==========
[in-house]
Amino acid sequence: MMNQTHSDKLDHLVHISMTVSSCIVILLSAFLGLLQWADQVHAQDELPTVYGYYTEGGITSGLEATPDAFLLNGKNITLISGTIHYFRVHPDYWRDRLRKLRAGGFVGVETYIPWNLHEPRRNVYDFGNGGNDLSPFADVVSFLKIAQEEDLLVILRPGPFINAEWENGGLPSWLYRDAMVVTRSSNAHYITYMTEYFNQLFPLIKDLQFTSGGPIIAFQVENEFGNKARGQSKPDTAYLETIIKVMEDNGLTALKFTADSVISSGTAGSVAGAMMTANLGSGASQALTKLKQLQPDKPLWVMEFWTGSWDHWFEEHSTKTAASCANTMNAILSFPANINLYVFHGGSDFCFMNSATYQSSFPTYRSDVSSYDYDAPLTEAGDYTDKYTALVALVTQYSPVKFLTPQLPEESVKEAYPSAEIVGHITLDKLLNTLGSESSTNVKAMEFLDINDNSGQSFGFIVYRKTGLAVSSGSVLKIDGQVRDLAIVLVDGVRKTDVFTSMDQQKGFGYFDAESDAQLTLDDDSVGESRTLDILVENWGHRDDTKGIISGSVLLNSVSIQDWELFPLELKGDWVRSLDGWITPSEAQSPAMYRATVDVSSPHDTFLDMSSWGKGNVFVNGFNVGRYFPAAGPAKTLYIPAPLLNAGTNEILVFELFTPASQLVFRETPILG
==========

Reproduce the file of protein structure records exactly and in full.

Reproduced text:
[in-house]
Amino acid sequence: MMNQTHSDKLDHLVHISMTVSSCIVILLSAFLGLLQWADQVHAQDELPTVYGYYTEGGITSGLEATPDAFLLNGKNITLISGTIHYFRVHPDYWRDRLRKLRAGGFVGVETYIPWNLHEPRRNVYDFGNGGNDLSPFADVVSFLKIAQEEDLLVILRPGPFINAEWENGGLPSWLYRDAMVVTRSSNAHYITYMTEYFNQLFPLIKDLQFTSGGPIIAFQVENEFGNKARGQSKPDTAYLETIIKVMEDNGLTALKFTADSVISSGTAGSVAGAMMTANLGSGASQALTKLKQLQPDKPLWVMEFWTGSWDHWFEEHSTKTAASCANTMNAILSFPANINLYVFHGGSDFCFMNSATYQSSFPTYRSDVSSYDYDAPLTEAGDYTDKYTALVALVTQYSPVKFLTPQLPEESVKEAYPSAEIVGHITLDKLLNTLGSESSTNVKAMEFLDINDNSGQSFGFIVYRKTGLAVSSGSVLKIDGQVRDLAIVLVDGVRKTDVFTSMDQQKGFGYFDAESDAQLTLDDDSVGESRTLDILVENWGHRDDTKGIISGSVLLNSVSIQDWELFPLELKGDWVRSLDGWITPSEAQSPAMYRATVDVSSPHDTFLDMSSWGKGNVFVNGFNVGRYFPAAGPAKTLYIPAPLLNAGTNEILVFELFTPASQLVFRETPILG